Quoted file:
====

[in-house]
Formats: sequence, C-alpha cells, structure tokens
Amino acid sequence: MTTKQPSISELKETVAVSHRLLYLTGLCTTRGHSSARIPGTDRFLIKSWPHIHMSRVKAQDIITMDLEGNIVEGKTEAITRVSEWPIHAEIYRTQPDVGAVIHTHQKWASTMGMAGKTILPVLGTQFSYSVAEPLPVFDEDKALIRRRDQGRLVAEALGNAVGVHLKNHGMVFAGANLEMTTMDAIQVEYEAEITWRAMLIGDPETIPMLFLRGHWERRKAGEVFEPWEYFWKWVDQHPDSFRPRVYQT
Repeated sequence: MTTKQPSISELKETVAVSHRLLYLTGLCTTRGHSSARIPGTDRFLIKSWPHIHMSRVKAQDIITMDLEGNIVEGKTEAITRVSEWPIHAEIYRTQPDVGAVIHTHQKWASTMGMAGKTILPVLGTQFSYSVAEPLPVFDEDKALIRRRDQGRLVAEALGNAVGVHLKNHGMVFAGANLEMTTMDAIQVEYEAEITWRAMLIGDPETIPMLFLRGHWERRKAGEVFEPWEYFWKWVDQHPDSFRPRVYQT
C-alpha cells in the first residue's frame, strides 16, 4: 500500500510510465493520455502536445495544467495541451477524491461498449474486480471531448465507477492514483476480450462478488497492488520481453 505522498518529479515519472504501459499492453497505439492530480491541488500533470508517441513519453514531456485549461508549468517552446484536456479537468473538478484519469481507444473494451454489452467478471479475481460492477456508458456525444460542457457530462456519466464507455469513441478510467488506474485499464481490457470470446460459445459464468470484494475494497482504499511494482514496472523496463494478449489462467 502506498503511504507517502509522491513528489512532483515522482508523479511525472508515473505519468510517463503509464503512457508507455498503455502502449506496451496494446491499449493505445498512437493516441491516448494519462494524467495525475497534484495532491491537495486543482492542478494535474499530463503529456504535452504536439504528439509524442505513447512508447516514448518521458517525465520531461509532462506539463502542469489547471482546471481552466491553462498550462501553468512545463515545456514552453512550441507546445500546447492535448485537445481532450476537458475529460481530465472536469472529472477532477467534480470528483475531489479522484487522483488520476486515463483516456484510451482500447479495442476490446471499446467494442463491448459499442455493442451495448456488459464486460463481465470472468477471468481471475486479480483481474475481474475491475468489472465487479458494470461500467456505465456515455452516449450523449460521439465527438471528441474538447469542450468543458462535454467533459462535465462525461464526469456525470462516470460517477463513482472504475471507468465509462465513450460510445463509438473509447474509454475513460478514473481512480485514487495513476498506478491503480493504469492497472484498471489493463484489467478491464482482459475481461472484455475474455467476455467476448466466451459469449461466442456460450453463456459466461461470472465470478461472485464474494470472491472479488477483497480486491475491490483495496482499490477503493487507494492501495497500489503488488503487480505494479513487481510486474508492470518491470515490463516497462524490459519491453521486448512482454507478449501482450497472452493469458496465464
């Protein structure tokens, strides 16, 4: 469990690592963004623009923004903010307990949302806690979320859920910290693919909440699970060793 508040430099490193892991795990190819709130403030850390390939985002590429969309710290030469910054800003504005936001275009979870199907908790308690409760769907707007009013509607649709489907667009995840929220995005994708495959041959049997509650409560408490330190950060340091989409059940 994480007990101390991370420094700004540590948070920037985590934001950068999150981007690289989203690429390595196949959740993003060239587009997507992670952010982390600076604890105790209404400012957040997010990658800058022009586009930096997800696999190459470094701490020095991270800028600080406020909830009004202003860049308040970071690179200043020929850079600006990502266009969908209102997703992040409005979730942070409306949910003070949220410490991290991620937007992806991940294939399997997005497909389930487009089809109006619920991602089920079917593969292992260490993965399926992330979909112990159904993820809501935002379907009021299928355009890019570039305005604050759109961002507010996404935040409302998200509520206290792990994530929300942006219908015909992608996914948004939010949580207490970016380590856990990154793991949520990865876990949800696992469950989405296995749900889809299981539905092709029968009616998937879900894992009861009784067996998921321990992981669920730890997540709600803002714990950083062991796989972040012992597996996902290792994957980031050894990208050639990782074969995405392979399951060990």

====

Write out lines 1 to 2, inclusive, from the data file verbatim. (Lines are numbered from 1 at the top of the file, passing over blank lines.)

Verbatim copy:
[in-house]
Formats: sequence, C-alpha cells, structure tokens